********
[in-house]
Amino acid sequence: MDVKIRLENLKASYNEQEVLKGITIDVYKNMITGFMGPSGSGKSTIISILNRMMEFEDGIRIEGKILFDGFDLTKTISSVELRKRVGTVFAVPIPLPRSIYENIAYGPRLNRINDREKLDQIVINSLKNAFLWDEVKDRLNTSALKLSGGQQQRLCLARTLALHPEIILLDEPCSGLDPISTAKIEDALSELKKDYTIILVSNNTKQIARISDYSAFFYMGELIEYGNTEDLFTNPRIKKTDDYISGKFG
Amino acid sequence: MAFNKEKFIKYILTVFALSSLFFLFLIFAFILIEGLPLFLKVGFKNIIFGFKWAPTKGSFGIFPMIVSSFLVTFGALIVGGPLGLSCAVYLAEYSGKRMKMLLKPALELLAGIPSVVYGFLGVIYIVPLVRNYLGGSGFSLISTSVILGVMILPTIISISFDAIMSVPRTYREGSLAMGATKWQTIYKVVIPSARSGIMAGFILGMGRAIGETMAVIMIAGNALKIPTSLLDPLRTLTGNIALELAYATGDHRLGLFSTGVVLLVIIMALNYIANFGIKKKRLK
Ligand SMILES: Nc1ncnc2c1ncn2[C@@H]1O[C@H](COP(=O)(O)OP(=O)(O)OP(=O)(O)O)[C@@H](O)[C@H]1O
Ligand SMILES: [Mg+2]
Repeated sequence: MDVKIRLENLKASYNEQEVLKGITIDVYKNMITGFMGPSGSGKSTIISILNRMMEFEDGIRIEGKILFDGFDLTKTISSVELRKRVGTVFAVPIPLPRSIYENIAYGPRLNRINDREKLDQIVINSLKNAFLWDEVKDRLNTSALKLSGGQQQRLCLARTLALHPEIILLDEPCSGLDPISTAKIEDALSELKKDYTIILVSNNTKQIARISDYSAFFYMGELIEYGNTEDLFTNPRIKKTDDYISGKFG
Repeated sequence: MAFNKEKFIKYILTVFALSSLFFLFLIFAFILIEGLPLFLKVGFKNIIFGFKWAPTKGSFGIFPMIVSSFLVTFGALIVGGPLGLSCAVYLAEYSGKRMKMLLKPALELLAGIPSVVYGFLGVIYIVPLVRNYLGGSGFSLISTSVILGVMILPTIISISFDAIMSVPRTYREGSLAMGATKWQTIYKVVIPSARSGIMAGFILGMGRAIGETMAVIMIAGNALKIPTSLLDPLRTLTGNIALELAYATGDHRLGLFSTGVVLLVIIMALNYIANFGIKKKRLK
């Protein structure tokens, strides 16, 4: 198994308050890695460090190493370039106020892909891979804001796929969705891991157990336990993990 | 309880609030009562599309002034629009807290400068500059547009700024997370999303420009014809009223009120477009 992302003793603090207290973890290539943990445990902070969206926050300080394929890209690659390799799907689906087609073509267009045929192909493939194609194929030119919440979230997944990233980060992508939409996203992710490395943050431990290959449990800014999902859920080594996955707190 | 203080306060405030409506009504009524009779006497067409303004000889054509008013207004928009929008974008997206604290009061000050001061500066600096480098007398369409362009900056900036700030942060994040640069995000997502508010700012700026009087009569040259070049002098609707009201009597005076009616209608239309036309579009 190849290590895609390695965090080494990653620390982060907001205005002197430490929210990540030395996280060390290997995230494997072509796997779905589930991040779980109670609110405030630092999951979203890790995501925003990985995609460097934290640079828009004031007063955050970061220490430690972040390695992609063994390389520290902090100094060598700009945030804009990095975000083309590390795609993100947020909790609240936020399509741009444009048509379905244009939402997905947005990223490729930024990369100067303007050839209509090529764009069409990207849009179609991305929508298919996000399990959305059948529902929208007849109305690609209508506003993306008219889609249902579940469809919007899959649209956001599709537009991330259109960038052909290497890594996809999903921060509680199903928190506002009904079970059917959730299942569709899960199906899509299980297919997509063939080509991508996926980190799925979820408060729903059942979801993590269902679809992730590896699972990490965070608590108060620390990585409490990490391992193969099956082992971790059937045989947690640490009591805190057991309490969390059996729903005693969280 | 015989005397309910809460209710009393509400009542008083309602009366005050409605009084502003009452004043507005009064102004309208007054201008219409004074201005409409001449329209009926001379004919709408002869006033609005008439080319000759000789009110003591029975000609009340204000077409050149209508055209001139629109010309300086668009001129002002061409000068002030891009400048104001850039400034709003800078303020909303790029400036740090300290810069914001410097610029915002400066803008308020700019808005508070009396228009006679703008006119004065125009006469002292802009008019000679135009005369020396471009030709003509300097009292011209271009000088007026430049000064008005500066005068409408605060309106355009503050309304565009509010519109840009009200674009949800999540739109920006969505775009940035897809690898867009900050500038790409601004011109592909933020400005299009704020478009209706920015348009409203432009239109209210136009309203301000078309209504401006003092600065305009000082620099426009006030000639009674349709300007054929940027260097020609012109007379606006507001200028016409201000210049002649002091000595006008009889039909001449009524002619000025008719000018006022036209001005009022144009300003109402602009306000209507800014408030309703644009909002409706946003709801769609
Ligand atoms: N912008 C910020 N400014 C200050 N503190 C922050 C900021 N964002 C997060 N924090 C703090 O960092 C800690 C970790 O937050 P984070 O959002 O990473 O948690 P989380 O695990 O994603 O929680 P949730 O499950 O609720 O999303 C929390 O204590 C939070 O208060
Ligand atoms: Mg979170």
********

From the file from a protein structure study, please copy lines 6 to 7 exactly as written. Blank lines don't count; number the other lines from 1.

Repeated sequence: MDVKIRLENLKASYNEQEVLKGITIDVYKNMITGFMGPSGSGKSTIISILNRMMEFEDGIRIEGKILFDGFDLTKTISSVELRKRVGTVFAVPIPLPRSIYENIAYGPRLNRINDREKLDQIVINSLKNAFLWDEVKDRLNTSALKLSGGQQQRLCLARTLALHPEIILLDEPCSGLDPISTAKIEDALSELKKDYTIILVSNNTKQIARISDYSAFFYMGELIEYGNTEDLFTNPRIKKTDDYISGKFG
Repeated sequence: MAFNKEKFIKYILTVFALSSLFFLFLIFAFILIEGLPLFLKVGFKNIIFGFKWAPTKGSFGIFPMIVSSFLVTFGALIVGGPLGLSCAVYLAEYSGKRMKMLLKPALELLAGIPSVVYGFLGVIYIVPLVRNYLGGSGFSLISTSVILGVMILPTIISISFDAIMSVPRTYREGSLAMGATKWQTIYKVVIPSARSGIMAGFILGMGRAIGETMAVIMIAGNALKIPTSLLDPLRTLTGNIALELAYATGDHRLGLFSTGVVLLVIIMALNYIANFGIKKKRLK